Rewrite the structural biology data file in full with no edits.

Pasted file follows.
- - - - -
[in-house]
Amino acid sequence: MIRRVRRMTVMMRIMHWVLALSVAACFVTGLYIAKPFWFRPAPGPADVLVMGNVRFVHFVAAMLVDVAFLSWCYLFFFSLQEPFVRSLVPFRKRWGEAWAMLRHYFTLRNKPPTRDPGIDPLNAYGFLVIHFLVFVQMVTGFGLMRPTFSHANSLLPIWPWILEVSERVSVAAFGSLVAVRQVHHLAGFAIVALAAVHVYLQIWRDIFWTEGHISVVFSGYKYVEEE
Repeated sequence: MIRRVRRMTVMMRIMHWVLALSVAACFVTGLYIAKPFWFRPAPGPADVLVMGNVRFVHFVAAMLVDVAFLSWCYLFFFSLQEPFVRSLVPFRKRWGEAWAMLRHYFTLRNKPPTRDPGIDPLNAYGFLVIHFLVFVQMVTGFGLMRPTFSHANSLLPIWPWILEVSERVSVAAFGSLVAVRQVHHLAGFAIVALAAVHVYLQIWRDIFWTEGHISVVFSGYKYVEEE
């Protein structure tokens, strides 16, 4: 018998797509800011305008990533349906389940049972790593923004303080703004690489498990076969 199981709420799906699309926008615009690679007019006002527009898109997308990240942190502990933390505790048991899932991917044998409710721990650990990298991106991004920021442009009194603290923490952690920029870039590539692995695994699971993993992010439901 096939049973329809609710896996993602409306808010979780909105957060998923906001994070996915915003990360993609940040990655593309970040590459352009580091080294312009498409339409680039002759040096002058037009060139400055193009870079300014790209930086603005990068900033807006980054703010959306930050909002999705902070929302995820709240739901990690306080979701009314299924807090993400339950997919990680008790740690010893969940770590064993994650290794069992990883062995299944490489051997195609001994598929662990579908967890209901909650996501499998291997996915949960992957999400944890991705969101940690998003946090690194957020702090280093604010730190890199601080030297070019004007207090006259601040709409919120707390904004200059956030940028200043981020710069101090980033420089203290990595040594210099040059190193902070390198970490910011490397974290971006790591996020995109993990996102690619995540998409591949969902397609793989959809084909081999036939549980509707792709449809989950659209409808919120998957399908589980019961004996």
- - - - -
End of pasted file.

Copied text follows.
[in-house]
Amino acid sequence: MIRRVRRMTVMMRIMHWVLALSVAACFVTGLYIAKPFWFRPAPGPADVLVMGNVRFVHFVAAMLVDVAFLSWCYLFFFSLQEPFVRSLVPFRKRWGEAWAMLRHYFTLRNKPPTRDPGIDPLNAYGFLVIHFLVFVQMVTGFGLMRPTFSHANSLLPIWPWILEVSERVSVAAFGSLVAVRQVHHLAGFAIVALAAVHVYLQIWRDIFWTEGHISVVFSGYKYVEEE
Repeated sequence: MIRRVRRMTVMMRIMHWVLALSVAACFVTGLYIAKPFWFRPAPGPADVLVMGNVRFVHFVAAMLVDVAFLSWCYLFFFSLQEPFVRSLVPFRKRWGEAWAMLRHYFTLRNKPPTRDPGIDPLNAYGFLVIHFLVFVQMVTGFGLMRPTFSHANSLLPIWPWILEVSERVSVAAFGSLVAVRQVHHLAGFAIVALAAVHVYLQIWRDIFWTEGHISVVFSGYKYVEEE
């Protein structure tokens, strides 16, 4: 018998797509800011305008990533349906389940049972790593923004303080703004690489498990076969 199981709420799906699309926008615009690679007019006002527009898109997308990240942190502990933390505790048991899932991917044998409710721990650990990298991106991004920021442009009194603290923490952690920029870039590539692995695994699971993993992010439901 096939049973329809609710896996993602409306808010979780909105957060998923906001994070996915915003990360993609940040990655593309970040590459352009580091080294312009498409339409680039002759040096002058037009060139400055193009870079300014790209930086603005990068900033807006980054703010959306930050909002999705902070929302995820709240739901990690306080979701009314299924807090993400339950997919990680008790740690010893969940770590064993994650290794069992990883062995299944490489051997195609001994598929662990579908967890209901909650996501499998291997996915949960992957999400944890991705969101940690998003946090690194957020702090280093604010730190890199601080030297070019004007207090006259601040709409919120707390904004200059956030940028200043981020710069101090980033420089203290990595040594210099040059190193902070390198970490910011490397974290971006790591996020995109993990996102690619995540998409591949969902397609793989959809084909081999036939549980509707792709449809989950659209409808919120998957399908589980019961004996």